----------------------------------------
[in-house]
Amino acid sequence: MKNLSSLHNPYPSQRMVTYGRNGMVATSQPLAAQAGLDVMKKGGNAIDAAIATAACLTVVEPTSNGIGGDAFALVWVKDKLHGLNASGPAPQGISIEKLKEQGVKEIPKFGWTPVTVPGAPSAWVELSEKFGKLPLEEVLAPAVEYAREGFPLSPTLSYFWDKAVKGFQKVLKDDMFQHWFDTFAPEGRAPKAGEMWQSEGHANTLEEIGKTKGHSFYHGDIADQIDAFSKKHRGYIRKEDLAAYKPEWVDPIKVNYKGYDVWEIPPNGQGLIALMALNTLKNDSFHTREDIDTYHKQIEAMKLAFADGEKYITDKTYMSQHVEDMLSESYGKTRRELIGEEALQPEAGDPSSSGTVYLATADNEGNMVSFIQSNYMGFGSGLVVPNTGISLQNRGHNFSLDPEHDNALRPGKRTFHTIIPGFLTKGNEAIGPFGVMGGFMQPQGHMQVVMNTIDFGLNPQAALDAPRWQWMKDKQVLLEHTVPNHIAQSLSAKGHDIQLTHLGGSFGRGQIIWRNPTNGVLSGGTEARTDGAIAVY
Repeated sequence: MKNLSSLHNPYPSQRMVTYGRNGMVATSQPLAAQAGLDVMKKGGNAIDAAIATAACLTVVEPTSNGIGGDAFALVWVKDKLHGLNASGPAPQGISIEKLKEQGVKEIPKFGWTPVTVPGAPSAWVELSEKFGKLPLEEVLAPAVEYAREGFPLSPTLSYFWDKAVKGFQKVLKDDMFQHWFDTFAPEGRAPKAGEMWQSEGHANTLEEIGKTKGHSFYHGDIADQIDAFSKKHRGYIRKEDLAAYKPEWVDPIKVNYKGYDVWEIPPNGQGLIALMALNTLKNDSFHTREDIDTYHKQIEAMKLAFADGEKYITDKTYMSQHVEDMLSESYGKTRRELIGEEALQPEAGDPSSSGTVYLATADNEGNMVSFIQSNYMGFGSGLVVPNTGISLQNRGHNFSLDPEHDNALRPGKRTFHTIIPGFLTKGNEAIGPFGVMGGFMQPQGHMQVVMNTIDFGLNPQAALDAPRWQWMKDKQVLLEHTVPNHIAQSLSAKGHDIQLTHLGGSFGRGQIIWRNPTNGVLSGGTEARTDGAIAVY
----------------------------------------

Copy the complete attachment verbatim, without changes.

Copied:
[in-house]
Amino acid sequence: MKNLSSLHNPYPSQRMVTYGRNGMVATSQPLAAQAGLDVMKKGGNAIDAAIATAACLTVVEPTSNGIGGDAFALVWVKDKLHGLNASGPAPQGISIEKLKEQGVKEIPKFGWTPVTVPGAPSAWVELSEKFGKLPLEEVLAPAVEYAREGFPLSPTLSYFWDKAVKGFQKVLKDDMFQHWFDTFAPEGRAPKAGEMWQSEGHANTLEEIGKTKGHSFYHGDIADQIDAFSKKHRGYIRKEDLAAYKPEWVDPIKVNYKGYDVWEIPPNGQGLIALMALNTLKNDSFHTREDIDTYHKQIEAMKLAFADGEKYITDKTYMSQHVEDMLSESYGKTRRELIGEEALQPEAGDPSSSGTVYLATADNEGNMVSFIQSNYMGFGSGLVVPNTGISLQNRGHNFSLDPEHDNALRPGKRTFHTIIPGFLTKGNEAIGPFGVMGGFMQPQGHMQVVMNTIDFGLNPQAALDAPRWQWMKDKQVLLEHTVPNHIAQSLSAKGHDIQLTHLGGSFGRGQIIWRNPTNGVLSGGTEARTDGAIAVY
Repeated sequence: MKNLSSLHNPYPSQRMVTYGRNGMVATSQPLAAQAGLDVMKKGGNAIDAAIATAACLTVVEPTSNGIGGDAFALVWVKDKLHGLNASGPAPQGISIEKLKEQGVKEIPKFGWTPVTVPGAPSAWVELSEKFGKLPLEEVLAPAVEYAREGFPLSPTLSYFWDKAVKGFQKVLKDDMFQHWFDTFAPEGRAPKAGEMWQSEGHANTLEEIGKTKGHSFYHGDIADQIDAFSKKHRGYIRKEDLAAYKPEWVDPIKVNYKGYDVWEIPPNGQGLIALMALNTLKNDSFHTREDIDTYHKQIEAMKLAFADGEKYITDKTYMSQHVEDMLSESYGKTRRELIGEEALQPEAGDPSSSGTVYLATADNEGNMVSFIQSNYMGFGSGLVVPNTGISLQNRGHNFSLDPEHDNALRPGKRTFHTIIPGFLTKGNEAIGPFGVMGGFMQPQGHMQVVMNTIDFGLNPQAALDAPRWQWMKDKQVLLEHTVPNHIAQSLSAKGHDIQLTHLGGSFGRGQIIWRNPTNGVLSGGTEARTDGAIAVY